Margaret Martonosi is the Hugh Trumbull Adams '35 Professor of Computer Science at Princeton University, where she has been on the faculty since 1994. She also holds an affiliated faculty appointment in Princeton EE. From 2005-2007, she served as Associate Dean for Academic Affairs for the Princeton University School of Engineering and Applied Science. In 2011, she served as Acting Director of Princeton's Center for Information Technology Policy (CITP).
Martonosi's research interests are in computer architecture and mobile computing, with particular focus on power-efficient systems. Her work has included the development of the Wattch power modeling tool and the Princeton ZebraNet mobile sensor network project for the design and real-world deployment of zebra tracking collars in Kenya. Her current research focuses on hardware-software interface approaches to manage heterogeneous parallelism and power-performance tradeoffs in systems ranging from smartphones to chip multiprocessors to large-scale data centers.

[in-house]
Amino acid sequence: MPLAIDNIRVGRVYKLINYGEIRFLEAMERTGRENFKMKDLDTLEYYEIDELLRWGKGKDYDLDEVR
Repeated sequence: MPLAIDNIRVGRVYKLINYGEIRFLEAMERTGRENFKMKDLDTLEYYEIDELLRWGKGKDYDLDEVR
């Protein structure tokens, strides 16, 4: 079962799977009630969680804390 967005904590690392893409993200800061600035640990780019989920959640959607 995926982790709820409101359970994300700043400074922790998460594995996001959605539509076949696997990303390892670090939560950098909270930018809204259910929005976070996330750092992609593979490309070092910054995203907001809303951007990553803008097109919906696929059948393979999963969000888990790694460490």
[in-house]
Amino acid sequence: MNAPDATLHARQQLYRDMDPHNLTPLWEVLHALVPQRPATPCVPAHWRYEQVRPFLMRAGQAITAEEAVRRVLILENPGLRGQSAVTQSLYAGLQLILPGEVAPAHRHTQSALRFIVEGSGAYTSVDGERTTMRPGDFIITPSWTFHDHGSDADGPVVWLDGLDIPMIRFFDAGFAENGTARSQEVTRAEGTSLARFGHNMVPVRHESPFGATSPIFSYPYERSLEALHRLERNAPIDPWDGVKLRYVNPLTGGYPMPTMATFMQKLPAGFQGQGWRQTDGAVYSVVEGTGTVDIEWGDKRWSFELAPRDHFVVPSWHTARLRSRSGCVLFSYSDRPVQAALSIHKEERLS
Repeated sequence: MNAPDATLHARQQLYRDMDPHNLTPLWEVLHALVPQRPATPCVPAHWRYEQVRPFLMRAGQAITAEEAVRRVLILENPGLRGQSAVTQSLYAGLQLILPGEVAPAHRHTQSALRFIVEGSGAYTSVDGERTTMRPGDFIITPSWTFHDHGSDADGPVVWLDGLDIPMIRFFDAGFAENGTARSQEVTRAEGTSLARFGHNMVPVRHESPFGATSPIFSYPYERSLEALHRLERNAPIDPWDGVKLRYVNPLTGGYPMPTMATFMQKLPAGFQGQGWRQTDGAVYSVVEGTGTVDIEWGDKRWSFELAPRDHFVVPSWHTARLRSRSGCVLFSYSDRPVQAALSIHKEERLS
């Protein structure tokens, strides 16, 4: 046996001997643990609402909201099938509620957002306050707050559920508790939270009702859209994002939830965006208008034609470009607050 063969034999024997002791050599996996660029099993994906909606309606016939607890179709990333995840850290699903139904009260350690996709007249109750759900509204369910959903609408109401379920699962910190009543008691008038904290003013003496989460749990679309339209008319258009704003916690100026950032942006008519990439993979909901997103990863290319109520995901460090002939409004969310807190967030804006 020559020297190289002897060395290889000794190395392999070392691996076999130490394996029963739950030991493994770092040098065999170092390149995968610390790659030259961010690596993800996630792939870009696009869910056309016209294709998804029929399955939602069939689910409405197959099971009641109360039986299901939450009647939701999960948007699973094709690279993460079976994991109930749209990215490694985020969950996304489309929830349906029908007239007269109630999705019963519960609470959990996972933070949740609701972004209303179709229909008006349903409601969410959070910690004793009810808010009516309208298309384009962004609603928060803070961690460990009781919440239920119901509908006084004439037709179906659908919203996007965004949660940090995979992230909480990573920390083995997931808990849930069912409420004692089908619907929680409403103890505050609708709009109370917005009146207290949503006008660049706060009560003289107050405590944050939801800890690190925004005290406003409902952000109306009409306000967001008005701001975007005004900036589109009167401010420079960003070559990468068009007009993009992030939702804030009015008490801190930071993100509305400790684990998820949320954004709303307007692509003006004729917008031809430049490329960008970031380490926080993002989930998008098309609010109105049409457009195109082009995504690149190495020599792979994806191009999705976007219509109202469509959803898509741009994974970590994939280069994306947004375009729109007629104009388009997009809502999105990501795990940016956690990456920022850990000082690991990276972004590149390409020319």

Martonosi is a Fellow of both IEEE and ACM. Notable awards include the 2010 Princeton University Graduate Mentoring Award, the 2013 NCWIT Undergraduate Research Mentoring Award,the 2013 Anita Borg Institute Technical Leadership Award, and the 2015 Marie Pistilli Women in EDA Achievement Award. Martonosi is an author of the three papers that have the highest citation counts in the history of three different major conferences: ISCA, ASPLOS, and HPCA (according to Microsoft Academic Search data from 2015). In addition to many archival publications, Martonosi is an inventor on seven granted US patents, and has co-authored two technical reference books on power-aware computer architecture. She serves on the Board of Directors of the Computing Research Association (CRA). Martonosi completed her Ph.D. at Stanford University, and also holds a Master's degree from Stanford and a bachelor's degree from Cornell University, all in Electrical Engineering.